The lawsuit filed on June 22 by Manchester resident Sheron McRoberts claimed the city's vicious dog ordinance was unfair because it deemed certain breeds, including pitbulls, as "vicious" dogs. At the time the suit was filed, the City of Manchester’s dog ordinance required breeds considered "vicious" to always be on a lead and it forbid them from running at large and unleashed, even in their own backyard.
(Read Previous Article: Manchester Sued Over Dog Ordinance)
After the suit was filed, Manchester, like many other surrounding St. Louis cites, updated its vicious animal ordinance to remove any breed specific qualifications. In October, Manchester Aldermen voted unanimously to remove the word "pitbull" from the city's animal control ordinance. Animals are now deemed "vicious" based on behavior only, not breed. Vicious dogs must still abide by the city's vicious animal restrictions.
(Read Previous Story: Pitbull Breed Removed From Manchester Vicious Dog Ordinance)
Court documents indicate the lawsuit challenging the ordinance was dismissed earlier this month by the plaintiff.
Manchester City Attorney Patrick Gunn tells Patch the plaintiff likely withdrew the lawsuit since the city's vicious animal ordinance has changed.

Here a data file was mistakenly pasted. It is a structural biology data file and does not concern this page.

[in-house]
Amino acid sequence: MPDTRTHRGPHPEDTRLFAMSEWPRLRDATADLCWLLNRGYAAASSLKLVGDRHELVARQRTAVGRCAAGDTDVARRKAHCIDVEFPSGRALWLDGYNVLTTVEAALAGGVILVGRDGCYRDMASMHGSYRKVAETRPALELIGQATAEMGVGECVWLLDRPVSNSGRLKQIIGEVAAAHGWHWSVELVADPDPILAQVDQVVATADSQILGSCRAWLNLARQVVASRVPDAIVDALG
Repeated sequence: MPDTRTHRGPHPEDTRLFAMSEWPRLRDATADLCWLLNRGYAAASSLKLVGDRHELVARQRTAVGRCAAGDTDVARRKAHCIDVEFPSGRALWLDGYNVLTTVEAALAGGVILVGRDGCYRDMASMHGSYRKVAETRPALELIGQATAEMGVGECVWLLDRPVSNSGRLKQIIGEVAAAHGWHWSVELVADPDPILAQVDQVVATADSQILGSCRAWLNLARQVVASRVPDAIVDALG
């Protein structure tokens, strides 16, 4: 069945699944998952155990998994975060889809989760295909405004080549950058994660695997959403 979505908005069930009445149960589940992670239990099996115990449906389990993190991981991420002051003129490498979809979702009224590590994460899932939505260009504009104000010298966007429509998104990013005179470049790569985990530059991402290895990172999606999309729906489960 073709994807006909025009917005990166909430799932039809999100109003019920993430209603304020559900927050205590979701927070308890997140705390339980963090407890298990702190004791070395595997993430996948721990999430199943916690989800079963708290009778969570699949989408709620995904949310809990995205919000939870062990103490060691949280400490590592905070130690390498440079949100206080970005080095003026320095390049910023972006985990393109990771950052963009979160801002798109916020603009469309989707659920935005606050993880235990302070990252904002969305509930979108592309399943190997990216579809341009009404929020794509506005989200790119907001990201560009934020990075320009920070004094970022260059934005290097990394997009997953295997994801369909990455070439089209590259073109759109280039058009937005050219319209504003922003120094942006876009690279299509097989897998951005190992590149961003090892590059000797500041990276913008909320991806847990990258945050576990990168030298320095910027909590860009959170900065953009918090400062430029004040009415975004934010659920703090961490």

"I believe the lawsuit became moot when the city amended the ordinance," Gunn explained.
As previously reported by Patch, McRoberts challenged the City of Manchester’s dog ordinance in her lawsuit filed June 22, 2012.
The suit alleged that she has been unfairly and unconstitutionally penalized for owning two dogs, which her lawsuit refers to as “unknown mixed breed.” McRoberts' lawsuit can be read in the PDF portion of this article.
Patch was unable to reach McRoberts attorney for a comment Wednesday afternoon.
According to the Manchester dog ordinance, a "vicious" animal cannot run around loose, even in the backyard. It has to be on a leash no longer than four feet and must be muzzled. However, this is now a breed neutral ordinance and is only determined based on the conduct of an animal.
As previously reported by Patch, The City of Town and Country recently amended its vicious dog ordinance too after pitbull and breed issues arose. However, Town and Country removed its vicious dog ordinance and is now covered under St. Louis County's vicious dog ordinance that is only behavior specific, not breed specific.
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